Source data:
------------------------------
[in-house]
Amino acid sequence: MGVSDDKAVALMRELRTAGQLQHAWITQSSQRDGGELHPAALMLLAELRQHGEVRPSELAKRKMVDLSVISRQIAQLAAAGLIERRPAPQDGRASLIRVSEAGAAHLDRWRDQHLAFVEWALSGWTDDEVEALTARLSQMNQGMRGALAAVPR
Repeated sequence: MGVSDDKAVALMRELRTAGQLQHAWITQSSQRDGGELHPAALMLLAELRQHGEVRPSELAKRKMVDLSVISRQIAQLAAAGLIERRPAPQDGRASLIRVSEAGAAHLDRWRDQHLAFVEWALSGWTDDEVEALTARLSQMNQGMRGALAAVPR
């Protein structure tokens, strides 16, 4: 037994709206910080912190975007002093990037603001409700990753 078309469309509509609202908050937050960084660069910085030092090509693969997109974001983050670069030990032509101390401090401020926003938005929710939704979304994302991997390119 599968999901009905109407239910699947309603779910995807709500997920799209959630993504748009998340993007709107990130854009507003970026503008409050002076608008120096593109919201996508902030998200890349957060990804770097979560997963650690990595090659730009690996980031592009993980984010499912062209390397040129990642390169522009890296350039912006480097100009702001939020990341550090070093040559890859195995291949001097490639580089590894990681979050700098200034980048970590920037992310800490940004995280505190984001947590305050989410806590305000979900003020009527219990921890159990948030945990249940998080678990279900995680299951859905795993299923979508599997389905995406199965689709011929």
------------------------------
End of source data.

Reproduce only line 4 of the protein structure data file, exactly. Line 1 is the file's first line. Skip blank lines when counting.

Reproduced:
């Protein structure tokens, strides 16, 4: 037994709206910080912190975007002093990037603001409700990753 078309469309509509609202908050937050960084660069910085030092090509693969997109974001983050670069030990032509101390401090401020926003938005929710939704979304994302991997390119 599968999901009905109407239910699947309603779910995807709500997920799209959630993504748009998340993007709107990130854009507003970026503008409050002076608008120096593109919201996508902030998200890349957060990804770097979560997963650690990595090659730009690996980031592009993980984010499912062209390397040129990642390169522009890296350039912006480097100009702001939020990341550090070093040559890859195995291949001097490639580089590894990681979050700098200034980048970590920037992310800490940004995280505190984001947590305050989410806590305000979900003020009527219990921890159990948030945990249940998080678990279900995680299951859905795993299923979508599997389905995406199965689709011929």